In everyday interactions we are often surprised when persons do not behave as we assume or expect prototypical members of their cultures to act. One study by Mendes and colleagues found more than just surprise, but anxiety and defensive behavior, when participants were introduced to partners who were Asian American and spoke with southern drawls (cf. Munsey, 2007). Similarly, we may know that African American culture is not monolithic (Asumah & Perkins, 2000) but Black Republicans are disorienting. So are gay (“log cabin”) Republicans, and so are women who choose not to bear or rear children, or American Indians who are not environmentalists. Researchers must move well beyond accepted assumptions in the investigations we design and the information we hope to obtain. For example, Akom (2000) describes a subset of urban inner-city African Americans for whom identity is ghettocentric and tied to the ‘hood, not just to skin color. What matters most to them is experience, social class, and neighborhood. To organize research data around ethnicity without understanding such within-group variations and taking them into account will yield faulty or incomplete or inadequate information of little predictive value.

Warner (2008) cautions that explicit care be taken in choosing those categories of identity on which the research questions are best focused and also in choosing which are to be collapsed or ignored. These decisions will be influenced by theoretical concerns, by new hypotheses, and prior research. The new formulations which can guide research may well come from critical theory which posits that we all are embedded in a system of power relations. Thus, the politically conservative middle-aged middle-class gay Latino voter mentioned earlier is both advantaged (by gender and social class) and disadvantaged (by minority ethnicity and sexual identity) in comparison with others in his immediate and distant environment. Questions posed to study participants about their perceptions of such power considerations in relation to the realities of their daily lives may add considerably to the predictive utility of an investigation’s findings.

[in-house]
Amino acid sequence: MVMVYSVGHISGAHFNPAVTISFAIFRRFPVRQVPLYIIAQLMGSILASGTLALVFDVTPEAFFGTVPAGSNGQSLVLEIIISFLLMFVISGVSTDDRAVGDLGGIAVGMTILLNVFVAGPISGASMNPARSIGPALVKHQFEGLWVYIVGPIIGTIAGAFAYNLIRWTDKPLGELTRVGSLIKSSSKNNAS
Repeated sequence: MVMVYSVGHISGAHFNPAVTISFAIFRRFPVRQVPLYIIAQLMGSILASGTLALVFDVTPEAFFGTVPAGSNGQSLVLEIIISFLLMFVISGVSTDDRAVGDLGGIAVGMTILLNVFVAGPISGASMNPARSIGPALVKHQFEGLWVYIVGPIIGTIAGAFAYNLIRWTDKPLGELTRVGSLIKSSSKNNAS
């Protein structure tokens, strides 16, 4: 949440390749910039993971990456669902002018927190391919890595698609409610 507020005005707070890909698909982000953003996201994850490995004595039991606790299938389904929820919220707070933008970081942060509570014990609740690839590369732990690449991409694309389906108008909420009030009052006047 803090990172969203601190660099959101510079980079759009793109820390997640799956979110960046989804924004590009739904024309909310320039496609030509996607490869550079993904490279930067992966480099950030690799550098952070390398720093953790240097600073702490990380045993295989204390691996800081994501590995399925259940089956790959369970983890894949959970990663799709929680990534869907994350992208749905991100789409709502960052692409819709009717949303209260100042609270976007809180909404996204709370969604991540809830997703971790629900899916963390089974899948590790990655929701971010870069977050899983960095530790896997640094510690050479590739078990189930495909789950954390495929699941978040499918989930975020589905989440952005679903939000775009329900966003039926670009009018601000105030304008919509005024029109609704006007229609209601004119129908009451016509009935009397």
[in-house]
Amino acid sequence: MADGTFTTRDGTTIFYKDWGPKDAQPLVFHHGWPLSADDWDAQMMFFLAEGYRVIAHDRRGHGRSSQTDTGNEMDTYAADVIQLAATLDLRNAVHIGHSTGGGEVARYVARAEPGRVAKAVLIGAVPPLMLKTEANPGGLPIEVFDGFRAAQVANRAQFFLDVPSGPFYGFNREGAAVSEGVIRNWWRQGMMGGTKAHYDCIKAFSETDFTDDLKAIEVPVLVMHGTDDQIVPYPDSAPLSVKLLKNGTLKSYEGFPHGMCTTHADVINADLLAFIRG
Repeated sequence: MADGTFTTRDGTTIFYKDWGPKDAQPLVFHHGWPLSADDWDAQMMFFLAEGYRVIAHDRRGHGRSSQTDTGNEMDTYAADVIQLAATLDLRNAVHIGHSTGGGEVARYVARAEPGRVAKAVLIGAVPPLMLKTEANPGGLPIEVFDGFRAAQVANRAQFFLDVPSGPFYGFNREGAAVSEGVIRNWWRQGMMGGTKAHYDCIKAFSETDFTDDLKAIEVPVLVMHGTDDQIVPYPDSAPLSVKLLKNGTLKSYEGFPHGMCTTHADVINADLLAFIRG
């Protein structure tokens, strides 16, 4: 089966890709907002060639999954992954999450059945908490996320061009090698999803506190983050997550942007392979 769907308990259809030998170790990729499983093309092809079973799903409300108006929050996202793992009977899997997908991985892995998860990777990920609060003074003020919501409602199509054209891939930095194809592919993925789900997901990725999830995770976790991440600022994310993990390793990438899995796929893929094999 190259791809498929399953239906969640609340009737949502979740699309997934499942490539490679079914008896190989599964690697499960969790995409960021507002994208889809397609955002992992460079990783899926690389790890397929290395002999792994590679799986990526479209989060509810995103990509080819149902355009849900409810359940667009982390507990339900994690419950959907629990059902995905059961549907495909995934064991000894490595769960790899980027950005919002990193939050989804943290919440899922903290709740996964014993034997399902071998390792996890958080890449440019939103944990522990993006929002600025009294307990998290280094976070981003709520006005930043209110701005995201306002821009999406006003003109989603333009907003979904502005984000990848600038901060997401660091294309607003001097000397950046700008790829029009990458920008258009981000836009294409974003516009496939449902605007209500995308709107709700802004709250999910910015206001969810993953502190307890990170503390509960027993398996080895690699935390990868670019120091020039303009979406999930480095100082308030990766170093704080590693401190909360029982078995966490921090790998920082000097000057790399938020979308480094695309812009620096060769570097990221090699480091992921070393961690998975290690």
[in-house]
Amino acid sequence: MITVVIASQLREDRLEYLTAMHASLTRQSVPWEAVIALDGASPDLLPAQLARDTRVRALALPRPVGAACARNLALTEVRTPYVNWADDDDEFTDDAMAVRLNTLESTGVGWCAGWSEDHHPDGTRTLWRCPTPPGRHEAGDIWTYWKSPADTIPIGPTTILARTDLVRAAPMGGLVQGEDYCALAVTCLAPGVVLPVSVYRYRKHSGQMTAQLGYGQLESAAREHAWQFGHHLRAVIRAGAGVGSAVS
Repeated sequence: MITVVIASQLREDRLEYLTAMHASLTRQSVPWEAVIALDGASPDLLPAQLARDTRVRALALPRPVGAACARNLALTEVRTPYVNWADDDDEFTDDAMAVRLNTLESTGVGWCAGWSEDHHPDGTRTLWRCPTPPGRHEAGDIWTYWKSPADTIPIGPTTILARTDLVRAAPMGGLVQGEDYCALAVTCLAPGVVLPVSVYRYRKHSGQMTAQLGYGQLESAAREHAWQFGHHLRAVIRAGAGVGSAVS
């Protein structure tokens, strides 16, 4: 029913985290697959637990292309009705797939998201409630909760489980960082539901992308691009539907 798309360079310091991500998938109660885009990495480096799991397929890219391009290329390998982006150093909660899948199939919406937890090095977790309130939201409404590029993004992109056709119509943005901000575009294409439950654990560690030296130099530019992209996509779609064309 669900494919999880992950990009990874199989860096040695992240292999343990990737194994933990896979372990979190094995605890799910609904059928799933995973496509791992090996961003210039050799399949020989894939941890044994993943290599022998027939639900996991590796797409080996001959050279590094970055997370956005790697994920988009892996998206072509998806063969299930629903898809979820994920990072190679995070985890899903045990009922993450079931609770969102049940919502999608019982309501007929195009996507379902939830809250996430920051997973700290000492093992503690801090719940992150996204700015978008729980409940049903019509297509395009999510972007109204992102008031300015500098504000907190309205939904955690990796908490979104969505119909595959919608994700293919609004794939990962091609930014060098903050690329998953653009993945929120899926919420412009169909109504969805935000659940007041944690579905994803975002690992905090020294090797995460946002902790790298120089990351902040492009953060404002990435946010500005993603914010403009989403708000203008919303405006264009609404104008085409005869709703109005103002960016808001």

Qualitative research and case studies may be more amenable to capturing the influence of multiple cultural memberships on behavior than the traditional quantitative research of experiments and surveys. But while the former are more likely to encourage respondents to reveal more of their complex and unique wholeness, the qualitative researcher, too, may not tap into the cultural communities that are most important to the research participant, or most relevant to the research question, by not asking the right questions. For example, a heterosexual African American woman who is part of a study about religion and spirituality may not ever be asked about the importance to her life of her single, never-married status. Bowleg (2008) has written convincingly about the difficulties facing qualitative researchers in attempting to capture the nuances of intersectionality, “the interdependence and mutuality of identities” (p. 316).


The avowed aim of counseling or psychotherapy is to assist individuals in coping constructively with the problems of living that are specific to their situations. This must surely necessitate recognizing an individual’s multicultural uniqueness and understanding how particular social identities intersect in the past and present contexts that are relevant to the person. An explicitly multicultural training program (Dana, Gamst & Der-Karabetian, 2008) goes beyond attention to ethnicity. It calls for “recognition of the full array of possible identity components” (p. 293) and suggests that they and their interrelations function as positive sources of strength and power.

A “cultural context” model in clinical psychology, described by Hernandez (2008) suggests, further, that it is important to take into account the structural issues in society, to identify “the current and historical impact of oppressive social forces” (p. 10) that have impacted a client’s experiences. An attempt to link interpersonal processes to larger societal institutions is seen as a goal of the therapeutic practice.